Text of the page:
What laptop/tablet do you prefer for remote working?


#21

Dear @Robert

It all depends on what you’re looking for. Do you want something budget friendly, something that can withstand a nuclear fallout or something that will make Andy Warhol clap his hands, due to its “transcendence”? If you answered the second option, such as your’s truly, then my goodness, I can’t believe no one brought up…HER…! No one has mentioned the Mother of all travel computers. The Cheddar to the cheese of travel tech. The unstoppable, unholy matrimony between digital life and reality, The Tyrannical, your luminary!!!, the Panasonic Tough Book (Preferably a CF-19).

You want something you can swap out old parts with new parts, as they come? Something you can use in sub-freezing temperatures. Something you could sit in the middle of the Sahara Desert with, while calling a chopper via your Iridium Go Sat-Fi connection and a fine glass of Chardonnay, something you can email from 100 feet under water (Yes, in the water), saying you are about to run out of oxygen? Well, @Robert and all of the notifies, allow me the luxury of introducing you to a gear list straight out hell itself. The demon love child from of Die Hard and James Bond flick meets Hurt Locker.

First things first. Get me some Ice-cream and a lounge chair, because this is going to get detailed. Go ahead and grab some velcro and super glue that can withstand the same temperatures as the laptop itself, meaning heat, water, and sub zero. Use the adhesive to apply the velcro to the back of your laptop screen (we’ll get to why we are doing this at a later point). Now that that’s all done, giving you a way to connect to the rest of the world (Iridium Go), being that busy man, or woman, that you are, you will most likely need some extra storage. May I act as your Lucius Fox and recommend a Silicon Amour product. Perhaps the A 85. It’s not only going to meet all of the same durability and environment “friendly” specs as the Tough Book, oh no, It goes above and beyond. It also has crush resistance, dust resistance, can be used on a Mac or PC, with much more attributes being brought to the table unmentioned.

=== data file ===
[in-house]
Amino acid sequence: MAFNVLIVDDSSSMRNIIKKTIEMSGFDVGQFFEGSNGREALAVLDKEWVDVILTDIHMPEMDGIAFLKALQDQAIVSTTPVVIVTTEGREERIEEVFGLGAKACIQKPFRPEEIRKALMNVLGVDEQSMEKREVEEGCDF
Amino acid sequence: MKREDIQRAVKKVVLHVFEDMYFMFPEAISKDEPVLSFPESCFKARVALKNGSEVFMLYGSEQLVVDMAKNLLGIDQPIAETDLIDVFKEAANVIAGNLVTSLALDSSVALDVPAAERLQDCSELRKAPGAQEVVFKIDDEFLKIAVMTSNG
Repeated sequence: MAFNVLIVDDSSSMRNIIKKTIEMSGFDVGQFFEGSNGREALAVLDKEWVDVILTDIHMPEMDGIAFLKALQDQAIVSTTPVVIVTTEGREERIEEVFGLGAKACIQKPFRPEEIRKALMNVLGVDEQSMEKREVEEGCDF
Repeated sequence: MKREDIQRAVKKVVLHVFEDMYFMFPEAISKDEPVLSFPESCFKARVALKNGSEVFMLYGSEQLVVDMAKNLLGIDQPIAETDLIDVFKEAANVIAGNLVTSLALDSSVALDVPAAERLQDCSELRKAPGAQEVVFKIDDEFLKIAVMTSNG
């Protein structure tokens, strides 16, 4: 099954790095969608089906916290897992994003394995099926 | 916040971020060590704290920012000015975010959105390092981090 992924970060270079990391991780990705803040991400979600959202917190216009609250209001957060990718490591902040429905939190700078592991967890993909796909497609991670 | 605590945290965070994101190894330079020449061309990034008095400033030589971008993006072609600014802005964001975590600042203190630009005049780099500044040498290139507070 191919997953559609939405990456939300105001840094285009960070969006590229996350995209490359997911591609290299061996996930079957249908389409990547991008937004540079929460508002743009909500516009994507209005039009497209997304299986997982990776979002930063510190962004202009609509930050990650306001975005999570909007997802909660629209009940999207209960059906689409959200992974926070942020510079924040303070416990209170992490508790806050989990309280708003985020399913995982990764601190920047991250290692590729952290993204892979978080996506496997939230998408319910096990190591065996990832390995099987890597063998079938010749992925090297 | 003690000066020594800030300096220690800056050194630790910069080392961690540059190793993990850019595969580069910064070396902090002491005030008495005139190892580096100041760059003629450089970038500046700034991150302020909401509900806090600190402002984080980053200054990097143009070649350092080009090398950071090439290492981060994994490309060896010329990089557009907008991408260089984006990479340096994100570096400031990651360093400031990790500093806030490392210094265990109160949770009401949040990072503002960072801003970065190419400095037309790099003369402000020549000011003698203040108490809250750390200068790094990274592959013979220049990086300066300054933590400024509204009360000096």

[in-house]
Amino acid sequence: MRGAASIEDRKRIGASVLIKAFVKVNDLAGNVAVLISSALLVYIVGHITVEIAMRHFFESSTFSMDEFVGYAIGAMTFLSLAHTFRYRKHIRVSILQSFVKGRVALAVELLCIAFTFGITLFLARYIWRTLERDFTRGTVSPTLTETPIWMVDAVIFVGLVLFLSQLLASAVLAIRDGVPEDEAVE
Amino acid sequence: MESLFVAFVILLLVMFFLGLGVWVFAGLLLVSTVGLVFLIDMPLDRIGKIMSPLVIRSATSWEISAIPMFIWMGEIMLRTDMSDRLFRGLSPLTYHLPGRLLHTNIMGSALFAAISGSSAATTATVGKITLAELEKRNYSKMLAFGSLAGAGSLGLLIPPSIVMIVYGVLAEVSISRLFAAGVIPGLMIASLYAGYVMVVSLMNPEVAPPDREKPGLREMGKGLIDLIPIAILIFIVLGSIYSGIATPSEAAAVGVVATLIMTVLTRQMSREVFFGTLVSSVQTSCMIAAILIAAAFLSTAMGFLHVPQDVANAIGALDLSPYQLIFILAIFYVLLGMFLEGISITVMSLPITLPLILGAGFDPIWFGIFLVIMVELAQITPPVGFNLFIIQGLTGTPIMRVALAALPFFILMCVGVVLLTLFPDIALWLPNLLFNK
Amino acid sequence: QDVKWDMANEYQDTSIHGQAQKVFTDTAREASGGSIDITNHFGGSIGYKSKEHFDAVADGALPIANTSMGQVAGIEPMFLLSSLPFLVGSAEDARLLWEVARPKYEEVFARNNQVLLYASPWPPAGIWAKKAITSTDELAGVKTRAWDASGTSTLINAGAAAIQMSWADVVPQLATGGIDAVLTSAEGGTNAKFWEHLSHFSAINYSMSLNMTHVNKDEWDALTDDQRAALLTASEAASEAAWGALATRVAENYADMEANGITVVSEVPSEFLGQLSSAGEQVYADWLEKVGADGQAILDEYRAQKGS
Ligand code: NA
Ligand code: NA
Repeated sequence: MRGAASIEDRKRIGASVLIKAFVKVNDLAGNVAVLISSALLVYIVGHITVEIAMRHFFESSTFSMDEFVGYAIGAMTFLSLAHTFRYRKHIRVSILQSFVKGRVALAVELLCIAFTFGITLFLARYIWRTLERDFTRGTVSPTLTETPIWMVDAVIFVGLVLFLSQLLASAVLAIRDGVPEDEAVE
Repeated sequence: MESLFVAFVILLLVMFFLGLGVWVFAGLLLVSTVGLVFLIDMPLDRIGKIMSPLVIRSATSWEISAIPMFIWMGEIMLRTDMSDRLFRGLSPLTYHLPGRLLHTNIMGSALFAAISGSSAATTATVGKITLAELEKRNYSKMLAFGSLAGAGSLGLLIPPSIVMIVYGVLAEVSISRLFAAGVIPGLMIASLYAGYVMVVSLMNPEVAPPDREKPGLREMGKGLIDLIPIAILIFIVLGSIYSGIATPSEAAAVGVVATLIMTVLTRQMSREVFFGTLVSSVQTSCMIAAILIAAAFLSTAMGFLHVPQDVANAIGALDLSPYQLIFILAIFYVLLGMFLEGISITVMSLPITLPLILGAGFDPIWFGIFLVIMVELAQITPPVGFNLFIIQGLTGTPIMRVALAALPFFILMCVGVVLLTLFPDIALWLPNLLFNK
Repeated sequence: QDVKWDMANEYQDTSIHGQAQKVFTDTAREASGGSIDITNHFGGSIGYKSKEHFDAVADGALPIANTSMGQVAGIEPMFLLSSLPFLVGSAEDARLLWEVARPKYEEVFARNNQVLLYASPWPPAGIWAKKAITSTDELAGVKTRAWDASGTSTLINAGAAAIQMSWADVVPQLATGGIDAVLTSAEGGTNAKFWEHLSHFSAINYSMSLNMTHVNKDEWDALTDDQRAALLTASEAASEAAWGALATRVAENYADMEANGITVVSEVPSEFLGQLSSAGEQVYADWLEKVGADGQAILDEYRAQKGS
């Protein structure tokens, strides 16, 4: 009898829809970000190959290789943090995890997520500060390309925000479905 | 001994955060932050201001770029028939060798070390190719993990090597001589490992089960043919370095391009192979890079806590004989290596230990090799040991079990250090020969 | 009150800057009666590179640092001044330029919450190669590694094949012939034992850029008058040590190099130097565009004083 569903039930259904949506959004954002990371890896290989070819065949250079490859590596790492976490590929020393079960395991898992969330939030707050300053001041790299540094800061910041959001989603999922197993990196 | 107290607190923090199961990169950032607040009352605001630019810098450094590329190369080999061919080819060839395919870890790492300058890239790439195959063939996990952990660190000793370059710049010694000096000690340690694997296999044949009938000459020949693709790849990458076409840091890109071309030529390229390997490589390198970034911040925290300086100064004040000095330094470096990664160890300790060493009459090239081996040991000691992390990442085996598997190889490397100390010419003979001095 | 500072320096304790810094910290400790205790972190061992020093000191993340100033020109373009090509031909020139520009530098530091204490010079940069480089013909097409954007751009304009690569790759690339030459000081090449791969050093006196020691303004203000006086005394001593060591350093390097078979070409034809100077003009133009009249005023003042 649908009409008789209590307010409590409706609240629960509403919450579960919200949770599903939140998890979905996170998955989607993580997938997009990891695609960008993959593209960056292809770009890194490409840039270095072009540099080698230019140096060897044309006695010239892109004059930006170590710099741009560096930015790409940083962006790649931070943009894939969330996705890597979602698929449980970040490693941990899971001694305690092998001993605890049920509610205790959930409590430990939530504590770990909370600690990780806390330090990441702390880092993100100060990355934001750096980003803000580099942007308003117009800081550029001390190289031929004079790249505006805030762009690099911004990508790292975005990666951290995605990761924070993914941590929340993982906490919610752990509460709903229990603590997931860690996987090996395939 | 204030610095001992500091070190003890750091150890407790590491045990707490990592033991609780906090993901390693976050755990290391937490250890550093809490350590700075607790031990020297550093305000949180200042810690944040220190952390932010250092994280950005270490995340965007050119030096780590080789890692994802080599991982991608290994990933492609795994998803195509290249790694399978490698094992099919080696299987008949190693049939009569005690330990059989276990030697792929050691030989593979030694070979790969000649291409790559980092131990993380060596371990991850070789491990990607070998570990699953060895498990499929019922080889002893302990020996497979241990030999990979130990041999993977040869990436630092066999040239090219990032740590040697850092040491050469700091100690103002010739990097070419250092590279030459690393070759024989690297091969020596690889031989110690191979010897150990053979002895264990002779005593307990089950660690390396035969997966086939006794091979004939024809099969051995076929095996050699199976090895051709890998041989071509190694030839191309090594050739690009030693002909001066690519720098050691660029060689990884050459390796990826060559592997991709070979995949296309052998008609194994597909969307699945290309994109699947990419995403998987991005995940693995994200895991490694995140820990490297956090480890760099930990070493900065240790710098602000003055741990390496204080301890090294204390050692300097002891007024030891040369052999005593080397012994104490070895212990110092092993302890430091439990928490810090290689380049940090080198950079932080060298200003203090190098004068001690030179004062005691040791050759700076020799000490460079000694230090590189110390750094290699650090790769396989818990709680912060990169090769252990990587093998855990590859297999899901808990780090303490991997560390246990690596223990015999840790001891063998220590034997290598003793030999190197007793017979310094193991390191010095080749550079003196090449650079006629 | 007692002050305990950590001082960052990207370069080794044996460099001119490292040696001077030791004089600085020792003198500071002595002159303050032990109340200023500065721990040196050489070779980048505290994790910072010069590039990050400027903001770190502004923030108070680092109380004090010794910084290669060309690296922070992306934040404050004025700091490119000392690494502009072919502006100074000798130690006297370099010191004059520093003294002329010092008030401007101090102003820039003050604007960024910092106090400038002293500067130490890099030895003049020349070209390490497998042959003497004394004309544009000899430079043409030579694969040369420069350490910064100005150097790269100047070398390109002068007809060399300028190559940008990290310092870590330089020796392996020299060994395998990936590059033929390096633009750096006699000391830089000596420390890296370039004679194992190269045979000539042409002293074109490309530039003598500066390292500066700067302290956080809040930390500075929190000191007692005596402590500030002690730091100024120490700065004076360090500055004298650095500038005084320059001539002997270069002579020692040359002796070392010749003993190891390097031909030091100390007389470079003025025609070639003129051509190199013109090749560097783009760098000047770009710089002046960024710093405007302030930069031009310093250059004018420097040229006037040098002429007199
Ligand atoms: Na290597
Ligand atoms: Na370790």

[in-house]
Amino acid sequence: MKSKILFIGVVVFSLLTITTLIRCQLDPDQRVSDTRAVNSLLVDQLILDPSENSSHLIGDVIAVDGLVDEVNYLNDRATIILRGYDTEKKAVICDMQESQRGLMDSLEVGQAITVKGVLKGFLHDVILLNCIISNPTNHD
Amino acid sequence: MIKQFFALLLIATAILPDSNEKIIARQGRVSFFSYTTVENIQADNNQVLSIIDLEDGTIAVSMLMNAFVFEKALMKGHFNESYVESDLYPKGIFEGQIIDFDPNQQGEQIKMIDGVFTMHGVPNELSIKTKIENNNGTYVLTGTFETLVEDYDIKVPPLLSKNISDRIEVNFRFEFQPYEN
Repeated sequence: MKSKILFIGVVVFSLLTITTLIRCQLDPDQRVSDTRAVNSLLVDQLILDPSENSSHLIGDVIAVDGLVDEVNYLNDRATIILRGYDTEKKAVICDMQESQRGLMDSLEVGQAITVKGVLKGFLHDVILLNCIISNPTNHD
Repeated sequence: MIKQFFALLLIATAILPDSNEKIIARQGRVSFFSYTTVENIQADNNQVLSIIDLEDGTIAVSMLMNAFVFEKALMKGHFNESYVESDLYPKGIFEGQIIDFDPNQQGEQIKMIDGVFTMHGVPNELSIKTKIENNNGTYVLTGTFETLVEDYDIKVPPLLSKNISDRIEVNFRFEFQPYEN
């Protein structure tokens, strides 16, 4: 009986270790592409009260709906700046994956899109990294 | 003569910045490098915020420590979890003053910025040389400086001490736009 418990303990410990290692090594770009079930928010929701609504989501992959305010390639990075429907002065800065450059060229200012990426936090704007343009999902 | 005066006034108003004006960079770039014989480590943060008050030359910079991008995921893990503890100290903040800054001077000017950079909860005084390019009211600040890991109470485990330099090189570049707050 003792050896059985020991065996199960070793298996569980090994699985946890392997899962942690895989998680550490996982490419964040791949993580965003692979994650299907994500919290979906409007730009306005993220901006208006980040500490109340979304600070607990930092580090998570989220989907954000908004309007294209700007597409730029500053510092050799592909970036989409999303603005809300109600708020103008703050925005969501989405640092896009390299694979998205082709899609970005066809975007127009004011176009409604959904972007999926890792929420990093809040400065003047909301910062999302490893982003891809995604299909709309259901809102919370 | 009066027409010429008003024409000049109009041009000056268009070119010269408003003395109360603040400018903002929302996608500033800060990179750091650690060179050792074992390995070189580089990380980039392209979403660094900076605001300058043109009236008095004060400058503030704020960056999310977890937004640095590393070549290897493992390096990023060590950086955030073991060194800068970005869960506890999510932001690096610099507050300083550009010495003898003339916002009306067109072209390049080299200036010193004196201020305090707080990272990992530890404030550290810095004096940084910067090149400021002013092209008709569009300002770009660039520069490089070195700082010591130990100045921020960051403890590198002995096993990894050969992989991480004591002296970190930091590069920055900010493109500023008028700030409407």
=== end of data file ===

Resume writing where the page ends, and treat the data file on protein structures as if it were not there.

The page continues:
But why stop there? Surely you’ll need a way to communicate with HQ, or the rest of your team via voice every now and then. Adding a Jabbra Steel Bluetooth headpiece to your arsenal will be more than enough to “get the message across”, rather it is just down the street or over oceans.

The last two “toys” I’d like, no LOVE, to bring up would be the Data Lock Sentry flash stick. This is by far NOT your average thumb drive you would give to your little shnookums as he/she goes off to college. This is something your commanding officer says "if you don’t deliver this message to the president within the next 48 hours…"
It doesn’t only come standard with the latest encryption key that would even stump the KGB, MI6, and the CIA, the company is also known for having the option of adding a self-destruct feature, to be built in upon request. The icing on the cake would be having a device as small as a phone, with the same feel and touch, that could access Skype through your Sat-Fi, since most companies now a’days that offer remote work, or as a distributed team, use such a service. Built by the same manufacturer as your laptop, and not even in production yet, the FZ-E1 would be your huckleberry.

Now that you’ve got all the great and latest gear, you will need a backpack to carry it all in, when traversing that rough terrain you’ve come to know oh so well. The Pelican Elite Series laptop backpacks don’t just have your back, they’ll take your heart at first sight. You can thank me later when you’re cruising on a freighter across the Indian ocean.